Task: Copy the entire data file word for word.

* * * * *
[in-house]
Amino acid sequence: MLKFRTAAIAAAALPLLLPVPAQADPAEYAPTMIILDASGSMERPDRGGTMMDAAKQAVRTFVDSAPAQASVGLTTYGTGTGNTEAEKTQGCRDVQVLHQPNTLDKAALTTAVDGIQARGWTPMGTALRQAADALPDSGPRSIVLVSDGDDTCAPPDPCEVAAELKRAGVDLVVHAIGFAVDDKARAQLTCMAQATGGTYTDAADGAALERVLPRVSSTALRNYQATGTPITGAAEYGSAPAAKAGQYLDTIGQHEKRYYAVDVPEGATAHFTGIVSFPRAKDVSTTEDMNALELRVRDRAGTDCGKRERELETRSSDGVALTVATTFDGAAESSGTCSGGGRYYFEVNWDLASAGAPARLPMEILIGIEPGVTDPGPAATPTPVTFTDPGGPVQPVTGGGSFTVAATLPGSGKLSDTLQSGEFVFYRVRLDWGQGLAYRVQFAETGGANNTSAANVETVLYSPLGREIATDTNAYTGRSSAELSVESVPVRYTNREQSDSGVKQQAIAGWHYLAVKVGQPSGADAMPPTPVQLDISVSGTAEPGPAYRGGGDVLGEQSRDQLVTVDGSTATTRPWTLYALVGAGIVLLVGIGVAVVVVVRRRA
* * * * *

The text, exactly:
[in-house]
Amino acid sequence: MLKFRTAAIAAAALPLLLPVPAQADPAEYAPTMIILDASGSMERPDRGGTMMDAAKQAVRTFVDSAPAQASVGLTTYGTGTGNTEAEKTQGCRDVQVLHQPNTLDKAALTTAVDGIQARGWTPMGTALRQAADALPDSGPRSIVLVSDGDDTCAPPDPCEVAAELKRAGVDLVVHAIGFAVDDKARAQLTCMAQATGGTYTDAADGAALERVLPRVSSTALRNYQATGTPITGAAEYGSAPAAKAGQYLDTIGQHEKRYYAVDVPEGATAHFTGIVSFPRAKDVSTTEDMNALELRVRDRAGTDCGKRERELETRSSDGVALTVATTFDGAAESSGTCSGGGRYYFEVNWDLASAGAPARLPMEILIGIEPGVTDPGPAATPTPVTFTDPGGPVQPVTGGGSFTVAATLPGSGKLSDTLQSGEFVFYRVRLDWGQGLAYRVQFAETGGANNTSAANVETVLYSPLGREIATDTNAYTGRSSAELSVESVPVRYTNREQSDSGVKQQAIAGWHYLAVKVGQPSGADAMPPTPVQLDISVSGTAEPGPAYRGGGDVLGEQSRDQLVTVDGSTATTRPWTLYALVGAGIVLLVGIGVAVVVVVRRRA